Equal Pay for Equal Work: Why to prep now for the new Pay Equity law
Video recording will be available July 6 through July 17
To register, click the video above.
S. Lorrie Ray, Employers Council
Last May, the Colorado State Legislature passed SB19-085, the Equal Pay for Equal Work Act, which goes into effect January 1, 2021.
That's when Colorado employees will have the right to sue employers for allegations of pay discrimination — which means they can recover liquidated damages, plus back pay, for up to three years.
In addition, the law requires that companies internally post all job openings and list a salary range for the position. What's more, it forbids employers from asking about salary history.
In short, if you're an employer in the state of Colorado, you need to prepare now for the new act, due to the complexities involved.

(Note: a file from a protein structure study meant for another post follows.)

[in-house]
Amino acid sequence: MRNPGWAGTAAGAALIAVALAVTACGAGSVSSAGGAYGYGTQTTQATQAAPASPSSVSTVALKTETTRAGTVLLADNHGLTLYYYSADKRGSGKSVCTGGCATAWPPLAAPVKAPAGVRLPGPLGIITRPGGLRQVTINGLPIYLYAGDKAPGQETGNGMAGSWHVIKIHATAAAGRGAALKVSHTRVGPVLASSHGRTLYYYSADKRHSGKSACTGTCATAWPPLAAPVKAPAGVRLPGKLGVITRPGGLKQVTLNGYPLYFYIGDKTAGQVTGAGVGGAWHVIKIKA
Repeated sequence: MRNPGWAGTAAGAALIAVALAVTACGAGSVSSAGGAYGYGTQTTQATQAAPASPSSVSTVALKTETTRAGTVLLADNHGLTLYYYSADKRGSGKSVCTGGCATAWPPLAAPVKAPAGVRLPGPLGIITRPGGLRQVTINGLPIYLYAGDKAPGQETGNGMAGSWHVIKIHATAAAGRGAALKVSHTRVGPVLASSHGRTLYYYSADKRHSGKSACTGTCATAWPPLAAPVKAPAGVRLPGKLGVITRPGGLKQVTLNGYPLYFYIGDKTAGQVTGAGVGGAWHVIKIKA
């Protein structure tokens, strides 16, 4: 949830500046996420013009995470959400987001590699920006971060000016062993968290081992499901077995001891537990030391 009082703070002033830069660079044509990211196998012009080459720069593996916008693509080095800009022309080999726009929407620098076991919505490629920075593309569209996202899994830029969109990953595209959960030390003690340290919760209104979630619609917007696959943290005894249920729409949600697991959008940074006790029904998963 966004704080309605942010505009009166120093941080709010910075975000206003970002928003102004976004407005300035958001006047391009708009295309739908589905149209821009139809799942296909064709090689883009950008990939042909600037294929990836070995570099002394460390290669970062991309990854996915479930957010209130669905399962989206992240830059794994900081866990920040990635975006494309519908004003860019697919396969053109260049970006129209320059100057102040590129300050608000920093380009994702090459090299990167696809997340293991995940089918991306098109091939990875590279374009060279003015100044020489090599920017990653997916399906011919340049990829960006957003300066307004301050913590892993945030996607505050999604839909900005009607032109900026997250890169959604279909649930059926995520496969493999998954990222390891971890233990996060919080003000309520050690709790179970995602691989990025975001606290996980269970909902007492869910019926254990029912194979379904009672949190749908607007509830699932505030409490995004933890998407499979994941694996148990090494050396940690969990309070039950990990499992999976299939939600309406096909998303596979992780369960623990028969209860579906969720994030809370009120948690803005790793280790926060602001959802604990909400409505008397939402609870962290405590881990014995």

Designed for dealer principals, general managers, HR managers, business managers and controllers, Lorrie will discuss what you need to know about the new law. She'll outline the importance of laying a solid foundation with your compensation structure now, along with steps to protect your dealership and limit your liability.
The reasons for — and scope of — the legal changes
What will be affected at your dealership
How to prepare for January 1, 2021
What factors may and may not be used to explain salary differences for employees of different sexes performing substantially similar work
How a pay audit this year can save you from a lawsuit
About our presenter
Employers Council Director of Member Engagement S. Lorrie Ray's experience in the variety of problems typically facing employers includes resolution of civil rights cases before state and federal administrative agencies, federal wage and hour disputes and state law claims, employment discrimination, wrongful discharge and health and safety laws. Also, she is a frequent lecturer on employment law matters.
Previous to working with Employers Council, Lorrie worked at the U.S. Department of Labor Office of the Solicitor for a little more than three years, prosecuting wage and hour cases for the Department.